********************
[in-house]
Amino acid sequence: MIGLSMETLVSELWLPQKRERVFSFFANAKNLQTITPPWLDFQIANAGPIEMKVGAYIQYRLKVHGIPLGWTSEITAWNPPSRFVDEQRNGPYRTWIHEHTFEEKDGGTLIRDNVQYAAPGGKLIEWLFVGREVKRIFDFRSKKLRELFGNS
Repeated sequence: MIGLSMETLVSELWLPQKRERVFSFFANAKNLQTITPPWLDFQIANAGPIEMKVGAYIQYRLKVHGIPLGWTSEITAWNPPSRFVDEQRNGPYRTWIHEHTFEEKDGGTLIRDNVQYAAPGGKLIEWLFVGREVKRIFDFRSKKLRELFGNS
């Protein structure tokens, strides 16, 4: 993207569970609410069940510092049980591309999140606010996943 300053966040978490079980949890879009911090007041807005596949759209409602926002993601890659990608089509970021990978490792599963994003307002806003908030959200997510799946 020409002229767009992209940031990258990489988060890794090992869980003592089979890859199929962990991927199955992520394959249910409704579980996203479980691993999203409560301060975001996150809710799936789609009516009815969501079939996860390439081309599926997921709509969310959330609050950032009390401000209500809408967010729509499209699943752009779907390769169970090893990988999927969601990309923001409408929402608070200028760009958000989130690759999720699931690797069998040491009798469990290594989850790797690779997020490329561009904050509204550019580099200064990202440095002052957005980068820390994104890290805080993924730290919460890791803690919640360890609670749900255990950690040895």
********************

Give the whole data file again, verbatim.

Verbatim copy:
[in-house]
Amino acid sequence: MIGLSMETLVSELWLPQKRERVFSFFANAKNLQTITPPWLDFQIANAGPIEMKVGAYIQYRLKVHGIPLGWTSEITAWNPPSRFVDEQRNGPYRTWIHEHTFEEKDGGTLIRDNVQYAAPGGKLIEWLFVGREVKRIFDFRSKKLRELFGNS
Repeated sequence: MIGLSMETLVSELWLPQKRERVFSFFANAKNLQTITPPWLDFQIANAGPIEMKVGAYIQYRLKVHGIPLGWTSEITAWNPPSRFVDEQRNGPYRTWIHEHTFEEKDGGTLIRDNVQYAAPGGKLIEWLFVGREVKRIFDFRSKKLRELFGNS
């Protein structure tokens, strides 16, 4: 993207569970609410069940510092049980591309999140606010996943 300053966040978490079980949890879009911090007041807005596949759209409602926002993601890659990608089509970021990978490792599963994003307002806003908030959200997510799946 020409002229767009992209940031990258990489988060890794090992869980003592089979890859199929962990991927199955992520394959249910409704579980996203479980691993999203409560301060975001996150809710799936789609009516009815969501079939996860390439081309599926997921709509969310959330609050950032009390401000209500809408967010729509499209699943752009779907390769169970090893990988999927969601990309923001409408929402608070200028760009958000989130690759999720699931690797069998040491009798469990290594989850790797690779997020490329561009904050509204550019580099200064990202440095002052957005980068820390994104890290805080993924730290919460890791803690919640360890609670749900255990950690040895």